Is Your Android Phone Vulnerable?

Before using your Android phone to log in to your bank account or VPN, check out your current OS. Sensitive data may be at risk with v. 4.3 / Jelly Bean.
Android Jelly Bean Logo

Before you use your phone to log in to your bank account or VPN, take a look at your current Android version. If you have 4.3, also known as Jelly Bean, some of your sensitive data may be at risk.

Such as the problem with the Android KeyStore. This is a part of your OS that is dedicated to storing cryptographic keys and other credentials used for getting into secure networks. KeyStore has a bug that will allow attackers to execute malicious code that gives them access to keys used by online banking, finger patterns used to unlock your phone, virtual private network services and other sensitive apps.

The attacker must have the same app installed on their phone to log in with your credentials. However, many apps have additional layers of protection that can help keep hackers from getting your information. For instance, most banking apps require that you sign in each time you access them. Apps that allows you to sign in once then return without providing credentials can be vulnerable. So, if you have this vulnerability and stay logged into Twitter, an attacker could log into your account and send spam or phishing messages using your account.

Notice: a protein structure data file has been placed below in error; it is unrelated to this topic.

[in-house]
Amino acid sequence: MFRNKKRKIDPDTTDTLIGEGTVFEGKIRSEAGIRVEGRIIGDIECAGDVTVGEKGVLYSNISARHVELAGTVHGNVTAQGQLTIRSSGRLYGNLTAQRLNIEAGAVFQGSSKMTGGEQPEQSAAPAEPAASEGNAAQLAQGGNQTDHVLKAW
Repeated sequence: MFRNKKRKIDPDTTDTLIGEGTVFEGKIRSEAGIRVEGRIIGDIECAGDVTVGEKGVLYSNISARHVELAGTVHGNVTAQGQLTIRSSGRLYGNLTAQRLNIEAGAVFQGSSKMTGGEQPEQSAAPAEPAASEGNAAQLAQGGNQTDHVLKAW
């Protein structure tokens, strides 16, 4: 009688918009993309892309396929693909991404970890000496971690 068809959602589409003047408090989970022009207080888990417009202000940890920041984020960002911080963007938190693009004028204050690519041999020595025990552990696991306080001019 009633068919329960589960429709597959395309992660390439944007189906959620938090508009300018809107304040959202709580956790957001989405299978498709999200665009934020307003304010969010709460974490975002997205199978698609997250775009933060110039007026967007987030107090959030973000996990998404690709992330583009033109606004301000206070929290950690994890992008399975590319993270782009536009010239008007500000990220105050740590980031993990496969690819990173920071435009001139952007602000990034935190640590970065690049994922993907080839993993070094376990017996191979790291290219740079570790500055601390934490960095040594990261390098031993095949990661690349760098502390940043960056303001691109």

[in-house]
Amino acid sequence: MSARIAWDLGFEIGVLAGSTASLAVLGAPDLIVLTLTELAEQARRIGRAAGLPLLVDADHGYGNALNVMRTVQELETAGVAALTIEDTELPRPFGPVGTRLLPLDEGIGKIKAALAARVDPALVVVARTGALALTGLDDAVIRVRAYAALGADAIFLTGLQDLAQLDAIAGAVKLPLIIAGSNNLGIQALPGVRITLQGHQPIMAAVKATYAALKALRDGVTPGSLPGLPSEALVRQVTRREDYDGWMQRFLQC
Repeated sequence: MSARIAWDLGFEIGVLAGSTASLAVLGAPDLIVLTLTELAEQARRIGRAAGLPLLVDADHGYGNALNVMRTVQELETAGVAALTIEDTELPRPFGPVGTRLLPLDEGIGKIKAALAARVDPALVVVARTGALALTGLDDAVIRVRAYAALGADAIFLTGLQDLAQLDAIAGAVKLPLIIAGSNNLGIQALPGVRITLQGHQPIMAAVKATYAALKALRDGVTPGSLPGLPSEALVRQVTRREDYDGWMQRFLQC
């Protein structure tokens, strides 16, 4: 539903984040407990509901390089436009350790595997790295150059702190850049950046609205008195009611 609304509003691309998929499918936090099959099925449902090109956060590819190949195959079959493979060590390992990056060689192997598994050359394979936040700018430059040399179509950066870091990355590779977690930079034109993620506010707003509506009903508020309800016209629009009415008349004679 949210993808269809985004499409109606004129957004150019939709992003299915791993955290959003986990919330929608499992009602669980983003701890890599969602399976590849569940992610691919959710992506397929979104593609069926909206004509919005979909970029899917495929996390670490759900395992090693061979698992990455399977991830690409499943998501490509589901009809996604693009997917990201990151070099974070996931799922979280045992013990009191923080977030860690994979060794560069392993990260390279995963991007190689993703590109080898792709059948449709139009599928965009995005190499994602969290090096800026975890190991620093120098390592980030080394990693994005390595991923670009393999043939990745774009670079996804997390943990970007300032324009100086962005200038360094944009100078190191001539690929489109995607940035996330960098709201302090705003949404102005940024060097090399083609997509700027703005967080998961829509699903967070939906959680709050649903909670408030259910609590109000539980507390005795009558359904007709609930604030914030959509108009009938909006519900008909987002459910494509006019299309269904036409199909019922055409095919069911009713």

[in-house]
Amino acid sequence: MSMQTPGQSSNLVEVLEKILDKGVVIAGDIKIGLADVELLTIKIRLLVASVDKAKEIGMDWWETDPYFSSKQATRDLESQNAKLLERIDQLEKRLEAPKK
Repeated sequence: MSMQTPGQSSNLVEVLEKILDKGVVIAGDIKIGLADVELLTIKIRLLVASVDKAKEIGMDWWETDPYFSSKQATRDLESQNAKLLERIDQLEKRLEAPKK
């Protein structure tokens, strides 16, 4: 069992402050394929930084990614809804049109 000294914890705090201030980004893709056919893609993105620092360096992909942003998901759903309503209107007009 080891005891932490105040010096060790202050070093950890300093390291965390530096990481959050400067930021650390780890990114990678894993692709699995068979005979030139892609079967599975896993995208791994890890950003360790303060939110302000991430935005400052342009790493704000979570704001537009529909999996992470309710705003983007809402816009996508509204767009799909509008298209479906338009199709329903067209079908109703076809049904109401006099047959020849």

This can be an especially serious issue for people who access their company’s VPNs through their mobile phones or tablets. This can leave your company’s data and networks vulnerable to attacks, since your credentials can get attackers through the firewall.

If you use your mobile device for work, drop by the IT department or help desk to find out whether your phone could be at risk. Better to spend a few days off the network while a solution is found than to deal with the headache of a major exploit.